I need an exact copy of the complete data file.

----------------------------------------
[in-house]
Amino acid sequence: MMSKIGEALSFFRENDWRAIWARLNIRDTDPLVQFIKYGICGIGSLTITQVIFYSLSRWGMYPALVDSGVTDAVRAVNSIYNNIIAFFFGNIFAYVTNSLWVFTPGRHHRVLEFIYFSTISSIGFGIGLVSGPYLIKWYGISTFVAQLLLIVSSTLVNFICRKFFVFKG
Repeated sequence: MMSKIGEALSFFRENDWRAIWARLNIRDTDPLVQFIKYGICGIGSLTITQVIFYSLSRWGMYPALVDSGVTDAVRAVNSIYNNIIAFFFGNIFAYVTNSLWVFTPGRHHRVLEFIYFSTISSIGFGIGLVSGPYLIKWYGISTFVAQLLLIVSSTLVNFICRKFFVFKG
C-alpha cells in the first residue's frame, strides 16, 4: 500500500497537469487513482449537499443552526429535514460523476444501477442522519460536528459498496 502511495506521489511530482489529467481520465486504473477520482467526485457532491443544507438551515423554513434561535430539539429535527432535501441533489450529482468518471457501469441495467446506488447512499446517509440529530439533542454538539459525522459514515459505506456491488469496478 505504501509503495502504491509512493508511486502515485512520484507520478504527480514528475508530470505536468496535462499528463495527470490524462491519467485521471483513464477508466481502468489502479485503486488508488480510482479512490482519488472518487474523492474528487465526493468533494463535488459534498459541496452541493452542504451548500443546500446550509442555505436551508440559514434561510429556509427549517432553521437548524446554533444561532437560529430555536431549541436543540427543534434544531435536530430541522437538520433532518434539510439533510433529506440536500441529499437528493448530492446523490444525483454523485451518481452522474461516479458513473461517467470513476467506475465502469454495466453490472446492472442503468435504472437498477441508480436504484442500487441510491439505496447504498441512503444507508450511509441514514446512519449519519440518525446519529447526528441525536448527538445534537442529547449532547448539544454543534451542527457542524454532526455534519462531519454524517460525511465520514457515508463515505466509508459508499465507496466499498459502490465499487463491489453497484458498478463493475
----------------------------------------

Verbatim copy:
[in-house]
Amino acid sequence: MMSKIGEALSFFRENDWRAIWARLNIRDTDPLVQFIKYGICGIGSLTITQVIFYSLSRWGMYPALVDSGVTDAVRAVNSIYNNIIAFFFGNIFAYVTNSLWVFTPGRHHRVLEFIYFSTISSIGFGIGLVSGPYLIKWYGISTFVAQLLLIVSSTLVNFICRKFFVFKG
Repeated sequence: MMSKIGEALSFFRENDWRAIWARLNIRDTDPLVQFIKYGICGIGSLTITQVIFYSLSRWGMYPALVDSGVTDAVRAVNSIYNNIIAFFFGNIFAYVTNSLWVFTPGRHHRVLEFIYFSTISSIGFGIGLVSGPYLIKWYGISTFVAQLLLIVSSTLVNFICRKFFVFKG
C-alpha cells in the first residue's frame, strides 16, 4: 500500500497537469487513482449537499443552526429535514460523476444501477442522519460536528459498496 502511495506521489511530482489529467481520465486504473477520482467526485457532491443544507438551515423554513434561535430539539429535527432535501441533489450529482468518471457501469441495467446506488447512499446517509440529530439533542454538539459525522459514515459505506456491488469496478 505504501509503495502504491509512493508511486502515485512520484507520478504527480514528475508530470505536468496535462499528463495527470490524462491519467485521471483513464477508466481502468489502479485503486488508488480510482479512490482519488472518487474523492474528487465526493468533494463535488459534498459541496452541493452542504451548500443546500446550509442555505436551508440559514434561510429556509427549517432553521437548524446554533444561532437560529430555536431549541436543540427543534434544531435536530430541522437538520433532518434539510439533510433529506440536500441529499437528493448530492446523490444525483454523485451518481452522474461516479458513473461517467470513476467506475465502469454495466453490472446492472442503468435504472437498477441508480436504484442500487441510491439505496447504498441512503444507508450511509441514514446512519449519519440518525446519529447526528441525536448527538445534537442529547449532547448539544454543534451542527457542524454532526455534519462531519454524517460525511465520514457515508463515505466509508459508499465507496466499498459502490465499487463491489453497484458498478463493475